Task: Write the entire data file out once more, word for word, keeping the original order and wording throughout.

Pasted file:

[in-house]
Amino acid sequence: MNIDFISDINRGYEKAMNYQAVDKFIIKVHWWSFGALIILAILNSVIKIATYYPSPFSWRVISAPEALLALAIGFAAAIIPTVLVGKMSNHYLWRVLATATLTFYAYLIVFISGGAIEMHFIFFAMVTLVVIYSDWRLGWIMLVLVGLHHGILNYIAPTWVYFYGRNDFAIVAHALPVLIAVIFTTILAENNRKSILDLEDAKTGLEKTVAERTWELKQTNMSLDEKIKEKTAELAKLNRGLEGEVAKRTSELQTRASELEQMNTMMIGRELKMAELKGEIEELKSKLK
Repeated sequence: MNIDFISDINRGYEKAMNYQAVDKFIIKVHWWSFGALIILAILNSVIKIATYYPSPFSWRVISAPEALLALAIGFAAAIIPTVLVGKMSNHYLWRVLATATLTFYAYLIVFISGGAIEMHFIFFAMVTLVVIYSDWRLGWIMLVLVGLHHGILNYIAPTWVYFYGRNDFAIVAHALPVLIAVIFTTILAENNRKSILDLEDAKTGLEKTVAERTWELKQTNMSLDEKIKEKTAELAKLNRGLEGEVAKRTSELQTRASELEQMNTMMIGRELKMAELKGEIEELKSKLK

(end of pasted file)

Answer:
[in-house]
Amino acid sequence: MNIDFISDINRGYEKAMNYQAVDKFIIKVHWWSFGALIILAILNSVIKIATYYPSPFSWRVISAPEALLALAIGFAAAIIPTVLVGKMSNHYLWRVLATATLTFYAYLIVFISGGAIEMHFIFFAMVTLVVIYSDWRLGWIMLVLVGLHHGILNYIAPTWVYFYGRNDFAIVAHALPVLIAVIFTTILAENNRKSILDLEDAKTGLEKTVAERTWELKQTNMSLDEKIKEKTAELAKLNRGLEGEVAKRTSELQTRASELEQMNTMMIGRELKMAELKGEIEELKSKLK
Repeated sequence: MNIDFISDINRGYEKAMNYQAVDKFIIKVHWWSFGALIILAILNSVIKIATYYPSPFSWRVISAPEALLALAIGFAAAIIPTVLVGKMSNHYLWRVLATATLTFYAYLIVFISGGAIEMHFIFFAMVTLVVIYSDWRLGWIMLVLVGLHHGILNYIAPTWVYFYGRNDFAIVAHALPVLIAVIFTTILAENNRKSILDLEDAKTGLEKTVAERTWELKQTNMSLDEKIKEKTAELAKLNRGLEGEVAKRTSELQTRASELEQMNTMMIGRELKMAELKGEIEELKSKLK